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Sydney’s lockout laws are about to be dumped.
With effect from Jan. 14, 2020, the much-derided regulations will be scrapped, paving the way for bars, clubs and live venues to serve alcohol after 3.30am, a move advocates say should help to reinvigorate the city’s once-vibrant nightlight.
“It's big news for Sydney,” notes MusicNSW, which had lobbied government to wind back the rules which critics -- including many professionals in the live entertainment industry -- say was crippling the night economy.
The Night Time Industries Association (NTIA) also welcomed the NSW government’s about-face on the lockouts, and its proposed raft of reforms. “It’s a great start,” says Michael Rodrigues, chair of the trade body.
“Turning Sydney’s night life back on, isn’t as simple as flicking a switch – we’ll be taking our time to ensure the industry does its part to get Sydney back on track in a considered way – and we in particular welcome the establishment of an Industry Advisory Group where we hope to be able to play a part in bringing a range of night time voices to help shape the future of Sydney’s night life,” Rodrigues added.
The laws were activated in 2014 by then NSW premier Mike Baird following a pair of deaths in Kings Cross, a colorful central Sydney suburb once dotted with bars, live venues and strip clubs.
The NSW government responded with a series of policies aimed at reducing bouts of alcohol-related violence: after 1:30, no one was allowed to enter or reenter a club, last call for drinks was 3 a.m., and stores could no longer sell alcohol after 10 p.m. In addition, the government froze all applications for new liquor licenses for a two-year period, though these restrictions were later relaxed.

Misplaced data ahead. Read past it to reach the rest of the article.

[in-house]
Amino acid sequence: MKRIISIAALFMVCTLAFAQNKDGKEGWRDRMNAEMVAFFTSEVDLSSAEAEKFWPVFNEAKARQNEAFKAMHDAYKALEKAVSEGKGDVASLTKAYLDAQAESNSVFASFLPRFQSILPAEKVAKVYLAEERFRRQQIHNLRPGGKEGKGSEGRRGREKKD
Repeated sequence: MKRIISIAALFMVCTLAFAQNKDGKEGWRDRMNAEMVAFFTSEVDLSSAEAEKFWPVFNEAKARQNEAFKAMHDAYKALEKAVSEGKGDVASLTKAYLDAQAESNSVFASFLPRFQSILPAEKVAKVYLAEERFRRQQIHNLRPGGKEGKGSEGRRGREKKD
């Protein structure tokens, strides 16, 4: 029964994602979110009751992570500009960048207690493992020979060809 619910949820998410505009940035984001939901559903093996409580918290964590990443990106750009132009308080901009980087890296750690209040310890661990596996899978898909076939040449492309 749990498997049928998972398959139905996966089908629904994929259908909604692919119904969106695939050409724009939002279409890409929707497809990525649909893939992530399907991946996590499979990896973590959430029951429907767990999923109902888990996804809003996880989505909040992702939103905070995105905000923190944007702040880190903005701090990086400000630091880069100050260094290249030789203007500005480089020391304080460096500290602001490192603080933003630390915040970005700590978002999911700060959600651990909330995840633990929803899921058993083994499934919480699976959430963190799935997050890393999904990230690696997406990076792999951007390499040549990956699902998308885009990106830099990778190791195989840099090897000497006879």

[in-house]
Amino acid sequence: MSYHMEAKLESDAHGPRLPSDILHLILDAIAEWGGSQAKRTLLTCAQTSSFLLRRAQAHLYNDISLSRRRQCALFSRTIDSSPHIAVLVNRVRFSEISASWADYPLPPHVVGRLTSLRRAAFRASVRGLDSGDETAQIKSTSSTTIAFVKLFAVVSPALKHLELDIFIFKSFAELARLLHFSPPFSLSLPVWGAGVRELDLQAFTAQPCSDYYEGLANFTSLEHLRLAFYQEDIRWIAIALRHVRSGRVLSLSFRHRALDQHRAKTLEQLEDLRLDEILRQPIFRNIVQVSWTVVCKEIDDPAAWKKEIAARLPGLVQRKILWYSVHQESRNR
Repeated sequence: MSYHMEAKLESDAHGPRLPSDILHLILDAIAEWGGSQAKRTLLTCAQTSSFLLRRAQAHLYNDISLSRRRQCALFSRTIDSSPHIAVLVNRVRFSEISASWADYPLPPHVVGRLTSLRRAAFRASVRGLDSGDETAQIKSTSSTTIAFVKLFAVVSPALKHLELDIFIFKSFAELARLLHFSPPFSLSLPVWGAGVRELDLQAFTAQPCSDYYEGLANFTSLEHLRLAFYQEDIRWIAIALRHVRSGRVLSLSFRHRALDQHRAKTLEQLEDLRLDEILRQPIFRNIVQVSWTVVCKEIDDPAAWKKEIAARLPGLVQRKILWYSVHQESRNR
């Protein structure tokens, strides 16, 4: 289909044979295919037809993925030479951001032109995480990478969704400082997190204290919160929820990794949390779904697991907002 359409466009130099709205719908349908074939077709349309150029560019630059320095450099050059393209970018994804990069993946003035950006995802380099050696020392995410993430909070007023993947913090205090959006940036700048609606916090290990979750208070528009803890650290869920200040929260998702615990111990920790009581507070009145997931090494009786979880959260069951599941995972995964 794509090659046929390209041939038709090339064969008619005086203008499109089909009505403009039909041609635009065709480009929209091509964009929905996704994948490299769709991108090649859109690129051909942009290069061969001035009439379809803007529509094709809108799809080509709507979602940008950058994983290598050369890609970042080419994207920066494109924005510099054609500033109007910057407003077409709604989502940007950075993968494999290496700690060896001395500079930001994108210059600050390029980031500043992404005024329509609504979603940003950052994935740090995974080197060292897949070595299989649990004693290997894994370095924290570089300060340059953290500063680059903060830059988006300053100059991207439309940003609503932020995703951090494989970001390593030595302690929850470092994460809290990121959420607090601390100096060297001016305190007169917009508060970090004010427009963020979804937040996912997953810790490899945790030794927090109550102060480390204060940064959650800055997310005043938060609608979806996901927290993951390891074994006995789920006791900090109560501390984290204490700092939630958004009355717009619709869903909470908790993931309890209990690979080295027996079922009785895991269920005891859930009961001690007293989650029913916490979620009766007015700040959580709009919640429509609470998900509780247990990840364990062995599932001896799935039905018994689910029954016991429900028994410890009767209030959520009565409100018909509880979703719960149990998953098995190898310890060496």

The lockout laws were studied by a NSW Parliament Joint Select Committee on Sydney's Night Time Economy earlier in the year. According to its findings, the committee recommended that the lockouts be abandoned in the CBD, with the exception of Kings Cross.
State Premier Gladys Berejiklian said the controversial 1.30am last entry in the city center would be a thing of the past, though the rules will remain in place for Kings Cross, with the potential for a review within 12 months.
"We did not take this decision lightly," Berejiklian told reporters Thursday.
The lockouts had been massively unpopular with the music community and the Sydney city council since day one. The likes of Alison Wonderland, Flight Facilities, The Preatures and Lord Mayor Clover Moore argued the rules were harming Sydney's cultural life and reputation. Others took a less diplomatic tone. Sydney's nightlife had become an international joke, thanks to the lockouts.
In its submission to the parliamentary committee, city council said 500,000 fewer under-35s were visiting Sydney each year, due to the laws, and that the number of venues dedicated to live music had been cut by half in those five years. MusicNSW conducted a survey of 225 Sydney musicians and reported 85% of respondents said their music careers were impacted by the lockouts.
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